Sen. Bernie Sanders at the Capitol last month.
Sen. Bernie Sanders at the Capitol last month.Kevin Dietsch/Getty Images
  • Bernie Sanders is the second-oldest senator, and he wants to serve six more years.
  • Despite other older senators struggling with health issues, Sanders is pressing ahead.
  • "I would not have run if I didn't think I had the energy," he said.

Bernie Sanders will be 89 in January 2031, the end of what could be his fourth term in the Senate.

That didn't deter the 82-year-old Vermont senator and two-time presidential candidate from announcing his reelection bid last week.

Yet many remain concerned about not just Sanders but also older politicians in general. Sen. Dianne Feinstein ran for reelection at 85, only to experience several public memory lapses before dying in office. Senate Minority Leader Mitch McConnell, 82, experienced two public freeze-ups last year.

Polling has long shown that age limits for politicians are widely popular, and 80 is typically the ceiling. One House Republican has even proposed a constitutional amendment to bar anyone over 75 from serving in Congress or the White House, and voters in North Dakota are set to vote on imposing age limits this year.

"I would not have run if I didn't think I had the energy," Sanders told The Washington Post," describing age as "only one factor" when it comes to evaluating political candidates.

That's similar to what he told Business Insider two years ago, when he said it's "fair to ask about anything that's reasonable, including age," but that age is "not a reflection of their views on the issues."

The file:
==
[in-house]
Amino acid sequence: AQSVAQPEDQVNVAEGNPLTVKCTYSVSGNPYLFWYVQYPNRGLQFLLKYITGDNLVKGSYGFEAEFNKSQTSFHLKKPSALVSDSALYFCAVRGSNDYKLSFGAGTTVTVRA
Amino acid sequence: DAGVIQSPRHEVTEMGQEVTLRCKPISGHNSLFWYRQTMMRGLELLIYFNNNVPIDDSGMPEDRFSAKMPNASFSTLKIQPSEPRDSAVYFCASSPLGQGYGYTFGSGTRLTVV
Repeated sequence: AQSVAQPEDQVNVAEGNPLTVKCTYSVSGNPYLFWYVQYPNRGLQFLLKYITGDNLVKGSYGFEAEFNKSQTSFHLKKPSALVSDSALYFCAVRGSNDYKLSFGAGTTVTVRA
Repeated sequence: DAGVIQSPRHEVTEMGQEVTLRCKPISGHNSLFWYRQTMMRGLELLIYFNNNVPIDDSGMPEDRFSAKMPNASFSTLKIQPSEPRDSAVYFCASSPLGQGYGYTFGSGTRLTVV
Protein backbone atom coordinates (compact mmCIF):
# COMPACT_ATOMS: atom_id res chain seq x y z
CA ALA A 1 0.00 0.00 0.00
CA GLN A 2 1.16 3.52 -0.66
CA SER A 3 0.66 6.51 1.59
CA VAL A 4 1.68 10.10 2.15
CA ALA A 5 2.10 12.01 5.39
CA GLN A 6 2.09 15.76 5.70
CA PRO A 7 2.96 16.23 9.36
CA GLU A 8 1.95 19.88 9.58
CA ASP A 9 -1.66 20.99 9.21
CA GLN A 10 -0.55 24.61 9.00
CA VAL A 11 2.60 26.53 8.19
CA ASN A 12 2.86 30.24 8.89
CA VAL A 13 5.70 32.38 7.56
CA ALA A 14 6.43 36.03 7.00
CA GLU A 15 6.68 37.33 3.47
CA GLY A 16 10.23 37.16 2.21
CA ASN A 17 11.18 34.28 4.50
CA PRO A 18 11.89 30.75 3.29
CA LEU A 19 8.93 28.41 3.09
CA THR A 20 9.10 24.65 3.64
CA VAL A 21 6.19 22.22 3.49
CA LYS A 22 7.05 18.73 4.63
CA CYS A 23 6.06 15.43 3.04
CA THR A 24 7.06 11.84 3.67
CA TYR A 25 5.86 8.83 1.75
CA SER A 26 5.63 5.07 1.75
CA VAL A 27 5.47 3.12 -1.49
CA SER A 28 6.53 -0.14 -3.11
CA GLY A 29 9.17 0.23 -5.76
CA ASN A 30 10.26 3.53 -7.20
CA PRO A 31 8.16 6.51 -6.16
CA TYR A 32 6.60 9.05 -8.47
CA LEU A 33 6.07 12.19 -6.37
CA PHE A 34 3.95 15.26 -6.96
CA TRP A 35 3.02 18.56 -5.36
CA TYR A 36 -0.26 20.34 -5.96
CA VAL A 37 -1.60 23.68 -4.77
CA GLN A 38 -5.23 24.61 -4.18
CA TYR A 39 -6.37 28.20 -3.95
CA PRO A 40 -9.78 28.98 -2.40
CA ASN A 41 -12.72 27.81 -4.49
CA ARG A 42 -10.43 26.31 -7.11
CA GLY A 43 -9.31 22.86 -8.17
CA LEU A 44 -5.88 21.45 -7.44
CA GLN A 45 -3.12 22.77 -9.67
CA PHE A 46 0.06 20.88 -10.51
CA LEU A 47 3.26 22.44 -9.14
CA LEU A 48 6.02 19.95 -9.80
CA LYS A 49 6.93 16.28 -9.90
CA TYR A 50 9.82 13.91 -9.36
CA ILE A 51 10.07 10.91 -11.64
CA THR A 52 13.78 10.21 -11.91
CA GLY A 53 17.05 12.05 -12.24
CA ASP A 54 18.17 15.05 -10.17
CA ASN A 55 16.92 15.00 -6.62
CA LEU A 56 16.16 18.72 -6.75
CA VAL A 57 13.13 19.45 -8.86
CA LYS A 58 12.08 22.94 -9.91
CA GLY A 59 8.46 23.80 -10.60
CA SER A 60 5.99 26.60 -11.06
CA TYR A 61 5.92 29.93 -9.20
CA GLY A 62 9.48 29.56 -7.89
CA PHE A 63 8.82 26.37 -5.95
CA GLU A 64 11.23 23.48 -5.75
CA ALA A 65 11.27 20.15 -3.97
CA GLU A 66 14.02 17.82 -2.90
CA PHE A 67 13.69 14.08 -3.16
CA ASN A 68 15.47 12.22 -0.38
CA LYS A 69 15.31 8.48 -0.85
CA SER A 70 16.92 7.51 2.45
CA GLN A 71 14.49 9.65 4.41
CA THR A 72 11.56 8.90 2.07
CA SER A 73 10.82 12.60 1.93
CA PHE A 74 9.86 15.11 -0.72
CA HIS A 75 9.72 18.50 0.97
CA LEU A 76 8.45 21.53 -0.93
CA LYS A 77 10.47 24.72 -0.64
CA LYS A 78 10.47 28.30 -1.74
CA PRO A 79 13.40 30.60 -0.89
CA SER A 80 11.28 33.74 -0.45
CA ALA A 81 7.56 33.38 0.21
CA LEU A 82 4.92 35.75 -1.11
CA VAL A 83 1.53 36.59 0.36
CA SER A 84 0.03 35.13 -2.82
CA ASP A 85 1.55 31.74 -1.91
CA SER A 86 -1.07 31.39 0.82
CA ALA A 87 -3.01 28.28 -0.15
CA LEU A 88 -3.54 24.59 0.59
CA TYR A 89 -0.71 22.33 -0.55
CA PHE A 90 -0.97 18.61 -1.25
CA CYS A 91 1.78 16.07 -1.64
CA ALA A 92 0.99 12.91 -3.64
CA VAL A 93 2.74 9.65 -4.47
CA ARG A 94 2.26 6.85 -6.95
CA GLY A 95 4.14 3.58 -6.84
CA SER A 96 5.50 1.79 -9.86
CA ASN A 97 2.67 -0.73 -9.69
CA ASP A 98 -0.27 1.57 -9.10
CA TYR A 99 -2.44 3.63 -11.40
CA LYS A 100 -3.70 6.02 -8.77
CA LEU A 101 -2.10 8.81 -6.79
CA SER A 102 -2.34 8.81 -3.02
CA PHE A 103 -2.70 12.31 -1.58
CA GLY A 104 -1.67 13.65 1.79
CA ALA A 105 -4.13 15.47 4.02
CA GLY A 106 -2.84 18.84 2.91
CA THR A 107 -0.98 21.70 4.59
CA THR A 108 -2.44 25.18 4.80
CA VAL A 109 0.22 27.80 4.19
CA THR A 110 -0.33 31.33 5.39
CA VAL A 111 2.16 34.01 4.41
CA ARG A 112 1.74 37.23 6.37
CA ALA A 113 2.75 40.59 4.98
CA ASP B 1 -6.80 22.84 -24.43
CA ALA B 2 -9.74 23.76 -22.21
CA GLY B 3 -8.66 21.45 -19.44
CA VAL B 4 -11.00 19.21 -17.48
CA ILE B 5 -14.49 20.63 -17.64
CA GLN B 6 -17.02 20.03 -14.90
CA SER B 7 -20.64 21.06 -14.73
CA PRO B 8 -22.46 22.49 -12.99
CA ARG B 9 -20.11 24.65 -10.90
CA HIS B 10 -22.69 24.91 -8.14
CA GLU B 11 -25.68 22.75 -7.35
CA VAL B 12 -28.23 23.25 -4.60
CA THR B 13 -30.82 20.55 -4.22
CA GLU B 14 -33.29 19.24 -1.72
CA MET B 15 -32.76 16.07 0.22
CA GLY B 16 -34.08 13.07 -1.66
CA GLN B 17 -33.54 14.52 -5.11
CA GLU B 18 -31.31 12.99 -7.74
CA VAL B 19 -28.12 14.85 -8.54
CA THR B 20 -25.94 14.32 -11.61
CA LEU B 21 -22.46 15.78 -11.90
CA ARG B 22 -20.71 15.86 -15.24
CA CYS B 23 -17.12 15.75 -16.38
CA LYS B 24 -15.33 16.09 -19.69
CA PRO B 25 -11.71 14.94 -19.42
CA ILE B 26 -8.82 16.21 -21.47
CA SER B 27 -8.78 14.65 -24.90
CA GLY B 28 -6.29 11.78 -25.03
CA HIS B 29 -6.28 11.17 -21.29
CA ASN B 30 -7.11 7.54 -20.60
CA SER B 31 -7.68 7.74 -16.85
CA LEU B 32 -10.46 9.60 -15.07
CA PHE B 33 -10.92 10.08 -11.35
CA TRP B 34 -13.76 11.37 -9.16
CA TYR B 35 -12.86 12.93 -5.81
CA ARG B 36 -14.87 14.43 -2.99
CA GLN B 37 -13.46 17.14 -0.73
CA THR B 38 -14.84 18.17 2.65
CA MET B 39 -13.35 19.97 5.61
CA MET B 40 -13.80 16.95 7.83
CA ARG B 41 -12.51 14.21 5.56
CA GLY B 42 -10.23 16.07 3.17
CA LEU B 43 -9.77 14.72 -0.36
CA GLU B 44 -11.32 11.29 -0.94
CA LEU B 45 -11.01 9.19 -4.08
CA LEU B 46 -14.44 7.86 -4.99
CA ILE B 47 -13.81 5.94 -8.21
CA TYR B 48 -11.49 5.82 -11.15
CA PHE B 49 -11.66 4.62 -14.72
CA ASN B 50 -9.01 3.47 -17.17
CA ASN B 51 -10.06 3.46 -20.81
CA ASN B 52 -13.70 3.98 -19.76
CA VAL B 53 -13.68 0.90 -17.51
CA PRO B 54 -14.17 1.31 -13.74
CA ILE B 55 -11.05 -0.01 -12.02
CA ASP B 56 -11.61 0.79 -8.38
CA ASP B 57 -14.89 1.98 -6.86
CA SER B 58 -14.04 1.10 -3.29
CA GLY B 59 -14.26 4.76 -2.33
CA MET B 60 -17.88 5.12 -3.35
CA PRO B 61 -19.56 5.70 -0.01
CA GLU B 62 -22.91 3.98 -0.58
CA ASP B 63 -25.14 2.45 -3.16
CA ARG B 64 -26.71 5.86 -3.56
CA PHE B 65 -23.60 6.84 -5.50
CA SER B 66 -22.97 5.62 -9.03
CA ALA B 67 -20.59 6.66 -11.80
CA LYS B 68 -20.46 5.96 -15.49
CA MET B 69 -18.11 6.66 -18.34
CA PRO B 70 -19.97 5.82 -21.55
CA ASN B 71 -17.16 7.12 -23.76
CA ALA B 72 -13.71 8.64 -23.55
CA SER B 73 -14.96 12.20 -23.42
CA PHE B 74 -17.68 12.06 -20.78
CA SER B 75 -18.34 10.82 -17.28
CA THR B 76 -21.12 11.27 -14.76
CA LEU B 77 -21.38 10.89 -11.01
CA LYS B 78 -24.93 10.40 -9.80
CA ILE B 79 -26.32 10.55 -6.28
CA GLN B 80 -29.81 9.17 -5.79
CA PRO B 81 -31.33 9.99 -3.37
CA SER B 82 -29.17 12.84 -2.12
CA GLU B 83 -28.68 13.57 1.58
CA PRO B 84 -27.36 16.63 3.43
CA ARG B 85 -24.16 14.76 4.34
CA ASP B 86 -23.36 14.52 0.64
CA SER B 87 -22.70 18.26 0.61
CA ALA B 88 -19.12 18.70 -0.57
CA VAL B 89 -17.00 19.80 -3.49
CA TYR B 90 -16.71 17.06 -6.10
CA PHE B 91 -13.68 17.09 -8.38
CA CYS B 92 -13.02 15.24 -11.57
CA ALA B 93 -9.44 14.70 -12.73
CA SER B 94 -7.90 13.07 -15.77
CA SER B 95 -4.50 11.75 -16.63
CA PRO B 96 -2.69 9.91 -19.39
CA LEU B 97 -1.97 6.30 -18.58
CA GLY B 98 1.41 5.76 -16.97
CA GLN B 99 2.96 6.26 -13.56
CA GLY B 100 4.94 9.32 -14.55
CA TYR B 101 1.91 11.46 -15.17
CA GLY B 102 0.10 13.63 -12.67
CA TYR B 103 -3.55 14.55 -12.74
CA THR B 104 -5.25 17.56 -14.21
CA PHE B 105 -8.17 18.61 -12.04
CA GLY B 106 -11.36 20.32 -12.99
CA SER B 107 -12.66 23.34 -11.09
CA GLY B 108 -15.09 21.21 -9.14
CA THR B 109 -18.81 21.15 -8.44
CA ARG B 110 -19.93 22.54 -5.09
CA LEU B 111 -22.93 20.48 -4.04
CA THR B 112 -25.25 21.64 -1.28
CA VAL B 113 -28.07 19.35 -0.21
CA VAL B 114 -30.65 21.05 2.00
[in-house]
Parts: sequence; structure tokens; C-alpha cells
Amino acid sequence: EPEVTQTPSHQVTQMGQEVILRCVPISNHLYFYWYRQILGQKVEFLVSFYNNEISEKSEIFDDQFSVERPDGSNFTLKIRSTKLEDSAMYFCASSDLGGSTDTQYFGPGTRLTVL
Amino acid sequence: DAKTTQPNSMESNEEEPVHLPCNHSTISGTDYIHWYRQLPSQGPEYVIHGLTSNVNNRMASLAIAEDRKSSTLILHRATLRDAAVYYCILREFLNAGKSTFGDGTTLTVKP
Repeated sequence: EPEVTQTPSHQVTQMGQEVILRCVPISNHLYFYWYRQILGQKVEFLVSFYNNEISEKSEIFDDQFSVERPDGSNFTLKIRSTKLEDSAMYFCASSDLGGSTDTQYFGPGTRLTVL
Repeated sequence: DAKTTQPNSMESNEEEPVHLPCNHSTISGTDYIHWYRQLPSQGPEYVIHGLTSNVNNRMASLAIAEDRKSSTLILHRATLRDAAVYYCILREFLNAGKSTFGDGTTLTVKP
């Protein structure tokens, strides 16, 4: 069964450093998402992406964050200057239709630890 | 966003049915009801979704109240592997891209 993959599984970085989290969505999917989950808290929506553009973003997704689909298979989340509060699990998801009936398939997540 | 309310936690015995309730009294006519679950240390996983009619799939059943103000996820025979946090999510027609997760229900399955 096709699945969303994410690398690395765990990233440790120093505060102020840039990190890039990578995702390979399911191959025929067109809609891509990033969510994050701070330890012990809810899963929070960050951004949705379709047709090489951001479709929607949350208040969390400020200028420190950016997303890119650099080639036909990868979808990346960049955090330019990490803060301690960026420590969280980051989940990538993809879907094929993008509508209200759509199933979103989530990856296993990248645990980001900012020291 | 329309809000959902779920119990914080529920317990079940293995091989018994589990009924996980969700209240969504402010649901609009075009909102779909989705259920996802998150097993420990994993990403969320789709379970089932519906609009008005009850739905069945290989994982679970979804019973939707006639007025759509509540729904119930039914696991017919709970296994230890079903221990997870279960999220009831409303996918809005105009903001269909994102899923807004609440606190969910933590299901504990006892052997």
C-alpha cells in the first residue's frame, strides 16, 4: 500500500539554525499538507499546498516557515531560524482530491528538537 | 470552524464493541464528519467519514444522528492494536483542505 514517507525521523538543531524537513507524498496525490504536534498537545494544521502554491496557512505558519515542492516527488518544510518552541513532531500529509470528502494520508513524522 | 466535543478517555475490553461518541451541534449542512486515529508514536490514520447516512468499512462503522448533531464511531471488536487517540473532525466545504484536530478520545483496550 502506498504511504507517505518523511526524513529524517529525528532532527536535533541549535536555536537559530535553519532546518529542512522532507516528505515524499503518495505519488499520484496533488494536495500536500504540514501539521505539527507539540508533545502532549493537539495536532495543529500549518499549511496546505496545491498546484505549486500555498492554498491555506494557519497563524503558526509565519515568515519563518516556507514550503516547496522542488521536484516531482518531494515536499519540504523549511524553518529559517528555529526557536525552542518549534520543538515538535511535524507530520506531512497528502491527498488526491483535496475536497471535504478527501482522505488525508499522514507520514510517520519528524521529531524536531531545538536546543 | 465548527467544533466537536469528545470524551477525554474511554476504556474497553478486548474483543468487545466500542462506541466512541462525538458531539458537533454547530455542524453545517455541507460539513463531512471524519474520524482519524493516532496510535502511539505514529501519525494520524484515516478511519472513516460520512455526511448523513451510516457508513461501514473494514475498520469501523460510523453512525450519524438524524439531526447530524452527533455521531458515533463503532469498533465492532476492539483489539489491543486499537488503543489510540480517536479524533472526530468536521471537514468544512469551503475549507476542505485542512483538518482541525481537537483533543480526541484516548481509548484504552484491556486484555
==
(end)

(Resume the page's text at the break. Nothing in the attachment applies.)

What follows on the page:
Sanders is the second-oldest member of the Senate, ranking behind Republican Sen. Chuck Grassley of Iowa, who's 90.

Concerns about age have famously dogged President Joe Biden, who is the oldest president in American history at 81.

But in Congress, seniority carries institutional advantages that motivate lawmakers to hang on to their seats.

Democratic Rep. Marcy Kaptur of Ohio, the longest-serving woman member of Congress in American history, explicitly made the case for her seniority in an interview with BI in 2022.

"It's a lot for a community to give up," Kaptur said at the time. "People here have a lot to lose."

Sanders himself has benefited from seniority allowing him to chair the Senate Budget Committee during the first two years of Biden's presidency and now the Senate Health, Education, Labor, and Pensions Committee for the past 16 months.

He said in his reelection announcement that it put him "in a strong position to provide the kind of help that Vermonters need in these difficult times."

Sanders has also used that position to highlight progressive priorities at the national level, including a 32-hour workweek and a $17 federal minimum wage.

Read the original article on Business Insider